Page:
“I was a daddy’s girl. We had a very special relationship and I still miss him very much today. Sometimes out of the blue I’ll miss him terribly and just cry. He wasn’t the most stable or perfect man. He was manic depressant and had severe Post Traumatic Stress from his two tours in Korea. So he would sometimes not talk to me, or hide in his room when I came to visit. But I loved him like I’ve loved no other and I don’t think my step mom or family never understood that bond. He was crazy, and I loved him deeply.

My Father died in 2005 of Congestive Heart Failure. (I was on a double dose of Prozac at the time. I was numb to life and consequences. I was incredibly depressed and not so smart.) He died fully awake with tubes in his mouth. He couldn’t speak. He was on life support and my step mother left it up to me to “pull the plug”. So at the doctor’s recommendation I chose to let him go.

My step-mother had turned against him as he lay helpless in the hospital. She said the most awful things to me, I was devastated and I didn’t want him to know how she had turned against him and me.

I remember the tears rolling down his cheeks as they disabled his pacemaker and defibrillator. He spasmed within a few beats of his broken heart.Terror swept over his eyes, the tube kept him from speaking. I remember the blood filling up his lungs and his mouth and poured out of his mouth, down his cheek. And then he was gone. My brother and I waving goodbye to his spirit.

I swear to GOD at this moment I don’t know why I chose that way! I had no idea the meaning to life. My dad was hell bent on not dying … EVER… and he did not want to die! He held on so tightly to life, even though I couldn’t understand at the time why anyone would want to live. He had been in the hospital for 30 days and he couldn’t move, his organs had failed him and he couldn’t breathe on his own. In those thirty days, I watched him come back from organ failure once, be intubated multiple times and survive a stroke. He was superman. And I killed him. And he was wide awake when I did it.

I hate myself for choosing death for my father. After he died I couldn’t be alone for more than two hours or I would go into panic attacks. I would have nightmares of being unable to breath, unable to speak and unable to move. I started drinking heavily and began extreme risky behavior to bury all the emotions I couldn’t handle. “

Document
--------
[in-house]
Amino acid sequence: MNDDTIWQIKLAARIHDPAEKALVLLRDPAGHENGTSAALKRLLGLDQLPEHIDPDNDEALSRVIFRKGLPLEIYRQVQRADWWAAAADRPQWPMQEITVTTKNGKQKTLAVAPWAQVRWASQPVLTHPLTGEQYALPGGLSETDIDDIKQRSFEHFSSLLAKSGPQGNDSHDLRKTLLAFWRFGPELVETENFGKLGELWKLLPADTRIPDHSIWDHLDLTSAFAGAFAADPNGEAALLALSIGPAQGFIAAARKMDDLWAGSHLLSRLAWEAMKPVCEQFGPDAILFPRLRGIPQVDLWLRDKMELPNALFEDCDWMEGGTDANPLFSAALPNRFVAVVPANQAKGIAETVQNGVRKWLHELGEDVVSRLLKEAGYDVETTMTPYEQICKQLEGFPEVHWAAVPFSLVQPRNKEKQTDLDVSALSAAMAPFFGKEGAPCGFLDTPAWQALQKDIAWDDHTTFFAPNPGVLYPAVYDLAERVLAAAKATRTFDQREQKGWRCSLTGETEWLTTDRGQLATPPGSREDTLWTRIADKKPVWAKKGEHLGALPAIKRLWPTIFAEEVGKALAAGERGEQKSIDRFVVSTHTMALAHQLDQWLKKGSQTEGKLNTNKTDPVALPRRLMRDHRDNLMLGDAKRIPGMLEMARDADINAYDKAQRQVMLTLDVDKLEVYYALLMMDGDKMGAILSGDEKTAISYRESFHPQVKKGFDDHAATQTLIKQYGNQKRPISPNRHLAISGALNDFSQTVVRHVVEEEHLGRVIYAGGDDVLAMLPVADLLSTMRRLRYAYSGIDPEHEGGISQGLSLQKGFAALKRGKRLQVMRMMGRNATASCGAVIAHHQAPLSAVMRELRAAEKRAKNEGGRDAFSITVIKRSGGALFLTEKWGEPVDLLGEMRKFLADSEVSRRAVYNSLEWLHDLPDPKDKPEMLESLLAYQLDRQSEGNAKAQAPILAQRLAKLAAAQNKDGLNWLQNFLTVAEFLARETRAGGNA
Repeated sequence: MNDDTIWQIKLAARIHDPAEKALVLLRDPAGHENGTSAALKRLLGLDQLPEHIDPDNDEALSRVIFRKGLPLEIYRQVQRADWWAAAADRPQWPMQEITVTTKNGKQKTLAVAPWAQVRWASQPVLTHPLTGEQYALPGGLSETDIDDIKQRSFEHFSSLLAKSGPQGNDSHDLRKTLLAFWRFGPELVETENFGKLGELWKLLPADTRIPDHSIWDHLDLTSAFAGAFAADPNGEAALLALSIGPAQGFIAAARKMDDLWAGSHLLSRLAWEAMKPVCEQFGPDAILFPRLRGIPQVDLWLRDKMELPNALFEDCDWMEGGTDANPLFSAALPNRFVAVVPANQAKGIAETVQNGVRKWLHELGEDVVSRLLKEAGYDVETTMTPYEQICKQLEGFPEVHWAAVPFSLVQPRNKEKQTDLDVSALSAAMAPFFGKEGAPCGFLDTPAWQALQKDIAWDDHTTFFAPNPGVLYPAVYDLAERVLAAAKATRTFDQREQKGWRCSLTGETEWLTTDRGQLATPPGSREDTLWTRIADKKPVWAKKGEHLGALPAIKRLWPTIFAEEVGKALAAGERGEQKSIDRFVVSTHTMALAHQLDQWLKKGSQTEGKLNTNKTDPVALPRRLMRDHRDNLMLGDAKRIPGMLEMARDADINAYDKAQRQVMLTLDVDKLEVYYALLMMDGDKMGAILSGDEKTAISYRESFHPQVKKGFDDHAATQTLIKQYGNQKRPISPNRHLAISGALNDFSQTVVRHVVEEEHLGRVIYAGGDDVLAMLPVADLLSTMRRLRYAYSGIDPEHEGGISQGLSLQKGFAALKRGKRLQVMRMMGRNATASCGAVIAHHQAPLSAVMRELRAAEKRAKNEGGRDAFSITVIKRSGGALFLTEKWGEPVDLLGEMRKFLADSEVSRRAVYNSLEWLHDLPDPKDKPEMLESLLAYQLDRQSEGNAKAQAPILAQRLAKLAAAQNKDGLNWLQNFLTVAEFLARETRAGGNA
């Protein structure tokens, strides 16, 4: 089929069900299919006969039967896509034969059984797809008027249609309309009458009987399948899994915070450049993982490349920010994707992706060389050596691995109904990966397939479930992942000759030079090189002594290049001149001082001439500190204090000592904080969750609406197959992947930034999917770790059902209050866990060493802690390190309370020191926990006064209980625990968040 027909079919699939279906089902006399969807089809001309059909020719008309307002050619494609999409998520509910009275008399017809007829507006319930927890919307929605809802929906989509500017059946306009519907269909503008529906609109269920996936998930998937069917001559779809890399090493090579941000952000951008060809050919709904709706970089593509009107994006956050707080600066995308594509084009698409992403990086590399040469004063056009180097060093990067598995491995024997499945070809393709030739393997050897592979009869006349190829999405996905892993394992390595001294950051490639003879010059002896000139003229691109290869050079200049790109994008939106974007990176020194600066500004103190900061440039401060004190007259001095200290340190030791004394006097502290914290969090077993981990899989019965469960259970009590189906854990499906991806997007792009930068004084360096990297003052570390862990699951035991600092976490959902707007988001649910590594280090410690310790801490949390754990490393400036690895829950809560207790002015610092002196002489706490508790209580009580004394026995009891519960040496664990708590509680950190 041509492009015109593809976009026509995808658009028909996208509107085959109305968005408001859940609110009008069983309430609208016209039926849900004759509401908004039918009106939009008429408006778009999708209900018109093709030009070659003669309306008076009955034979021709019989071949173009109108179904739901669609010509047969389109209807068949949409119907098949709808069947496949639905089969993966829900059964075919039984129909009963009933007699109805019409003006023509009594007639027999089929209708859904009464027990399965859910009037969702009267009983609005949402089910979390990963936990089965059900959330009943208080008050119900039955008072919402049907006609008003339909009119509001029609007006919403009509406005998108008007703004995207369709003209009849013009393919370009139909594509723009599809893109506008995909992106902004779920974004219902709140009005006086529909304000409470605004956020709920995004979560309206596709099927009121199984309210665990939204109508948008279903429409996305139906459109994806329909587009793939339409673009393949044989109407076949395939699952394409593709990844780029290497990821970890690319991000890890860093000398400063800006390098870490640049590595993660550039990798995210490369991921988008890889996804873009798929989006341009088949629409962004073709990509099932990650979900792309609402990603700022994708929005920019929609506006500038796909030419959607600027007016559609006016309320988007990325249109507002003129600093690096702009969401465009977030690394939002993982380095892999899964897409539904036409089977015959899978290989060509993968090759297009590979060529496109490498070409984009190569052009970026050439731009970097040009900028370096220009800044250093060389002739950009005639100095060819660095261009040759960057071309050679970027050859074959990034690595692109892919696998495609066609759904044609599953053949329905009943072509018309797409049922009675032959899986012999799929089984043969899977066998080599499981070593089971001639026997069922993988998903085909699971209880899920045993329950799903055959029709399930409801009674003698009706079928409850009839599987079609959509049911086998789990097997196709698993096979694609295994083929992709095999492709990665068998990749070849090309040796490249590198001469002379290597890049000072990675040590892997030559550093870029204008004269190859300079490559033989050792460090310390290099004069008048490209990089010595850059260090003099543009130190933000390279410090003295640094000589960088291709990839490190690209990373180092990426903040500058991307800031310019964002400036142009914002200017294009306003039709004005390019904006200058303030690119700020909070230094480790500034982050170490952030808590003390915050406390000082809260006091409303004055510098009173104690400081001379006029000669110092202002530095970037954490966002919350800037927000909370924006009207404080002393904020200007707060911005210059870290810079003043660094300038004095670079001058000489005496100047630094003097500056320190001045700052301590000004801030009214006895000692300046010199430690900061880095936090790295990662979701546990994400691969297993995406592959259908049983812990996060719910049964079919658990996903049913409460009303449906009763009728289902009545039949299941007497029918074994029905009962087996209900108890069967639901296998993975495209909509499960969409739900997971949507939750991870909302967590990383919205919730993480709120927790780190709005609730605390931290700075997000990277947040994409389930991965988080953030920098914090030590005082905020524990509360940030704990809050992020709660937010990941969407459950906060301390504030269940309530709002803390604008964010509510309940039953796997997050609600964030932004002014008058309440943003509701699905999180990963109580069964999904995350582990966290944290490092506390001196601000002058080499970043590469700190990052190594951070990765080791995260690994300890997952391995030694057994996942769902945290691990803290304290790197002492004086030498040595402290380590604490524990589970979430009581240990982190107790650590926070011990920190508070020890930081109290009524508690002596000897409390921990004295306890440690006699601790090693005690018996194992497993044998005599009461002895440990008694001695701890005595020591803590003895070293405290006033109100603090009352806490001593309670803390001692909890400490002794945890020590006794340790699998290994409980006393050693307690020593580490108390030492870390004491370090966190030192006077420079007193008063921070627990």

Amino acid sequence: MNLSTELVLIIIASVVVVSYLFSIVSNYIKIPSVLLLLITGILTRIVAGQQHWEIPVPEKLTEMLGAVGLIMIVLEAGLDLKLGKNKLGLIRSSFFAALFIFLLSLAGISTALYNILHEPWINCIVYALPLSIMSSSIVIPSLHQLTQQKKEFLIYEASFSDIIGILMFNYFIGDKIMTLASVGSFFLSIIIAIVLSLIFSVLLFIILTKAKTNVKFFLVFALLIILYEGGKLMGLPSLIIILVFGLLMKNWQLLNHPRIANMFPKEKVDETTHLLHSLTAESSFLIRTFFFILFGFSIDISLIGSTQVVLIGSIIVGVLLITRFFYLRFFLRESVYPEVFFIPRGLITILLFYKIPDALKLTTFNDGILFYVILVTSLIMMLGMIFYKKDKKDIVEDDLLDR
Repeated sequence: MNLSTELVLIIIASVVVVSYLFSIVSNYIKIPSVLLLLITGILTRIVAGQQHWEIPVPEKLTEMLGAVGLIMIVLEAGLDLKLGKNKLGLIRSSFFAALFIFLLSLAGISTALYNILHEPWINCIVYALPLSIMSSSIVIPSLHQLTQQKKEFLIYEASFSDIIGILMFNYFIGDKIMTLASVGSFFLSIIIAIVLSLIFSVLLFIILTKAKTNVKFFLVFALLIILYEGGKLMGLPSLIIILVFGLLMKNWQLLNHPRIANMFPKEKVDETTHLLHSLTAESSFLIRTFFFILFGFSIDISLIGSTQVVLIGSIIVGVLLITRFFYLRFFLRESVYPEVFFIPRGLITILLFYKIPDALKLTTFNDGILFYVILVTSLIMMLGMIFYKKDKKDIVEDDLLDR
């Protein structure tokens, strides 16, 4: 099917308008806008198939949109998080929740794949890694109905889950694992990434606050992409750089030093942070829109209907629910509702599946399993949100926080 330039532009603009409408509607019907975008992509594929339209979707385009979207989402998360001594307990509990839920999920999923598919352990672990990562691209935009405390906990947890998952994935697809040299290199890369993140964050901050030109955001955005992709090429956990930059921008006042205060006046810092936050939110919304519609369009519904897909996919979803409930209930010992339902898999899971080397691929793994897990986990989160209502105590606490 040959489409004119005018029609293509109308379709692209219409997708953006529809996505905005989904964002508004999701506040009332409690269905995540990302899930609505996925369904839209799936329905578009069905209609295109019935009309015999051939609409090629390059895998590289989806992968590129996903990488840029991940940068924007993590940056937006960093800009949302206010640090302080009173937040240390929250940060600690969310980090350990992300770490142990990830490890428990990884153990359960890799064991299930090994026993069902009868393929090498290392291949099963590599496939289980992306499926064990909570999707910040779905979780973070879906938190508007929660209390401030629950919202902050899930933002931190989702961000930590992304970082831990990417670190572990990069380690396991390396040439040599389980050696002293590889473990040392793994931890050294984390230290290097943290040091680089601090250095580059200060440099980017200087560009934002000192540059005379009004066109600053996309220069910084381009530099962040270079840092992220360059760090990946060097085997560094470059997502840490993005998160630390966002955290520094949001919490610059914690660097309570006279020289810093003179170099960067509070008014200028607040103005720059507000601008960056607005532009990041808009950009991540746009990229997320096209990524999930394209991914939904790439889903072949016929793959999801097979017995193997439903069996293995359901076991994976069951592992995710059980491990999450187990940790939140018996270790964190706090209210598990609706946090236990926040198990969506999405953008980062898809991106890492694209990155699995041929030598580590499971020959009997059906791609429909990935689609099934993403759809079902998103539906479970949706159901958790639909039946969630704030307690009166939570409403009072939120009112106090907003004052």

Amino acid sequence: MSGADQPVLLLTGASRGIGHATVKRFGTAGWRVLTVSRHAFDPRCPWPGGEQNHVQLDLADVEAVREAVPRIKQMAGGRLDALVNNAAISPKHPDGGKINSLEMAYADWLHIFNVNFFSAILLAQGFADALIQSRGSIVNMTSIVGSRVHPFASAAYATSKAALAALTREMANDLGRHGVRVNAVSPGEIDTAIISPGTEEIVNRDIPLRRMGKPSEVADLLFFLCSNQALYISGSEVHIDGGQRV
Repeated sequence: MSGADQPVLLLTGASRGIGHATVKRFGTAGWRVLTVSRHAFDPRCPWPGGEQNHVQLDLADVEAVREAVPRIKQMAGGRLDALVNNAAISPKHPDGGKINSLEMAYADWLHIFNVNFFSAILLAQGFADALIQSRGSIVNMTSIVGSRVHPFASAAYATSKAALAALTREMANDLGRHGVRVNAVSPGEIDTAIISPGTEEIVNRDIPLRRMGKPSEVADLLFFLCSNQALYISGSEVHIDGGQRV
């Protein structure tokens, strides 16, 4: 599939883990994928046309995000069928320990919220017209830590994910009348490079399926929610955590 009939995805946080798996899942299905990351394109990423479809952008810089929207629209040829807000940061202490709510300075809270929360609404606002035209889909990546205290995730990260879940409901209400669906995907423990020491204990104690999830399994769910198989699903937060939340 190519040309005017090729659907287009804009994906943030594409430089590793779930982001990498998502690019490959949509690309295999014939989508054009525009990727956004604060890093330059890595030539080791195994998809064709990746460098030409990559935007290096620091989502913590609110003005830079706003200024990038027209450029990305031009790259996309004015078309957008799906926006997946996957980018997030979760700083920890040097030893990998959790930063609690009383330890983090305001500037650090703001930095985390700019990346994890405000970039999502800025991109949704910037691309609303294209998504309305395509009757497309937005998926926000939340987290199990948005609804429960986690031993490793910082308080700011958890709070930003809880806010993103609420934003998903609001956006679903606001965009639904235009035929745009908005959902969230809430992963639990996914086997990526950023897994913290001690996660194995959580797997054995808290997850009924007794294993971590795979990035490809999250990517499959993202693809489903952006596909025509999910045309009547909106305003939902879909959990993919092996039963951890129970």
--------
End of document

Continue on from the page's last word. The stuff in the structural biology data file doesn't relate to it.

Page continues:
A note to friends and loved ones.

(Written before I was diagnosed with fibromyalgia, six days before my cervical spinal fusion and when I was hoping the surgery would fix my problems.)

July 2, 2015 

A note to friends and loved ones of someone with chronic nerve pain:

We love you, but you’re loud. 

Please, please talk to us before you assume what the pain is like. 

Our decisions are based off of doctor’s recommendations, not from your experience nor what you read off of the Internet. 

Living with this is a constant struggle. 

Anything you do daily, is like climbing a mountain to us. 

We see the action in our head and calculate if the pain is worth the action. 

Make a sandwich?… Meh. 

The effort it takes for the body to endure pain actually takes a lot of energy. 

The body reacts to this pain by sending out extra hormones. 

Even our lymph nodes are swollen in reaction to the battle our bodies are waging. 

Because the body is waging war on itself, it shuts down things that it feels it doesn’t need.. 

Like brain function. 

We have the concentration level of a bumble bee.

We are tired, a lot.

We are out of bed, either because it hurts to stay there, or we love you too much to be alone. 

We work because our doctor knows we need to keep moving and or we have bills to pay. 

Or we don’t work because we can’t. 

It’s not a vacation. 

Belittling us because of our decisions makes you just plain mean… And uninformed.  

We are only surviving but your kindness makes our quality of life much better!